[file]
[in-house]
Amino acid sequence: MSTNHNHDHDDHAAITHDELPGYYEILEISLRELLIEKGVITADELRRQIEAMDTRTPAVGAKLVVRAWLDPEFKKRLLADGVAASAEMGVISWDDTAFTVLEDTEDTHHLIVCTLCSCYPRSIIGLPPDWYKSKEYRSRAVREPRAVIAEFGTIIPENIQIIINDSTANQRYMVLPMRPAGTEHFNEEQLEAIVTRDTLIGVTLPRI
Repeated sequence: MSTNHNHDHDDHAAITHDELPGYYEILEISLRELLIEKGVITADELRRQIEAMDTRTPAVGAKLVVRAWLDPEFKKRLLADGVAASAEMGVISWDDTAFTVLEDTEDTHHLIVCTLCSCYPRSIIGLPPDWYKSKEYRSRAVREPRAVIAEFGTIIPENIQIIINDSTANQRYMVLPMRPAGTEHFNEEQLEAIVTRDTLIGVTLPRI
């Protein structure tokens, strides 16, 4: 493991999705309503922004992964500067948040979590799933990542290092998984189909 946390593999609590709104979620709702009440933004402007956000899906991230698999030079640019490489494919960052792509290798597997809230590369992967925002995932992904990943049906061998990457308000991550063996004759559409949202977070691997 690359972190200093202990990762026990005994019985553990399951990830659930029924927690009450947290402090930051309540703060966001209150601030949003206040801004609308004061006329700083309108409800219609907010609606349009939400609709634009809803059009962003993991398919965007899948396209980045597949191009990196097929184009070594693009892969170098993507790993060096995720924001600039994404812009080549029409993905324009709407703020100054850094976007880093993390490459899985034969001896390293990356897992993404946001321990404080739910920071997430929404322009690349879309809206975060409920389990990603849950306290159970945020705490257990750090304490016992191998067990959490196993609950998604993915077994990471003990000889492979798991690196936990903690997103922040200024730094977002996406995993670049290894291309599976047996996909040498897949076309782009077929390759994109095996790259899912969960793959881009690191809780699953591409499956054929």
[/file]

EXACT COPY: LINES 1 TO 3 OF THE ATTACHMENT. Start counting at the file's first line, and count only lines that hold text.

[in-house]
Amino acid sequence: MSTNHNHDHDDHAAITHDELPGYYEILEISLRELLIEKGVITADELRRQIEAMDTRTPAVGAKLVVRAWLDPEFKKRLLADGVAASAEMGVISWDDTAFTVLEDTEDTHHLIVCTLCSCYPRSIIGLPPDWYKSKEYRSRAVREPRAVIAEFGTIIPENIQIIINDSTANQRYMVLPMRPAGTEHFNEEQLEAIVTRDTLIGVTLPRI
Repeated sequence: MSTNHNHDHDDHAAITHDELPGYYEILEISLRELLIEKGVITADELRRQIEAMDTRTPAVGAKLVVRAWLDPEFKKRLLADGVAASAEMGVISWDDTAFTVLEDTEDTHHLIVCTLCSCYPRSIIGLPPDWYKSKEYRSRAVREPRAVIAEFGTIIPENIQIIINDSTANQRYMVLPMRPAGTEHFNEEQLEAIVTRDTLIGVTLPRI